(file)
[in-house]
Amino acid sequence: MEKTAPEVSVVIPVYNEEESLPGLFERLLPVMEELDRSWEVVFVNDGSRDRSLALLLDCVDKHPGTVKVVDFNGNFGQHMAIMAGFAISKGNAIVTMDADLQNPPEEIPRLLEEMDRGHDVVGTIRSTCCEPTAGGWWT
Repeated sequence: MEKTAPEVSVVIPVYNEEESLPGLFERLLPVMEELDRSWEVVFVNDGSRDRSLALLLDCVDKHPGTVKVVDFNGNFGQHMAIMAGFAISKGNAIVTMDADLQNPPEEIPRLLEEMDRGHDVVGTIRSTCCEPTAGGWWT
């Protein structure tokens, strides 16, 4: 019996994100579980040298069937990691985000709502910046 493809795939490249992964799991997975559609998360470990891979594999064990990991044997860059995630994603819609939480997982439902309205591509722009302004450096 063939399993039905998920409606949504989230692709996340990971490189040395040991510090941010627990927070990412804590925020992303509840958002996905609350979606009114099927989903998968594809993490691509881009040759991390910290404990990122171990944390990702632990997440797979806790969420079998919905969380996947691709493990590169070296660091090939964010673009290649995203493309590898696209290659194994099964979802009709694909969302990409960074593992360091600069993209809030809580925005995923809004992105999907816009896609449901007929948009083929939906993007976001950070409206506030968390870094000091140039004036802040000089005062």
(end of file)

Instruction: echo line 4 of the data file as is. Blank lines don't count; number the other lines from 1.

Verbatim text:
């Protein structure tokens, strides 16, 4: 019996994100579980040298069937990691985000709502910046 493809795939490249992964799991997975559609998360470990891979594999064990990991044997860059995630994603819609939480997982439902309205591509722009302004450096 063939399993039905998920409606949504989230692709996340990971490189040395040991510090941010627990927070990412804590925020992303509840958002996905609350979606009114099927989903998968594809993490691509881009040759991390910290404990990122171990944390990702632990997440797979806790969420079998919905969380996947691709493990590169070296660091090939964010673009290649995203493309590898696209290659194994099964979802009709694909969302990409960074593992360091600069993209809030809580925005995923809004992105999907816009896609449901007929948009083929939906993007976001950070409206506030968390870094000091140039004036802040000089005062």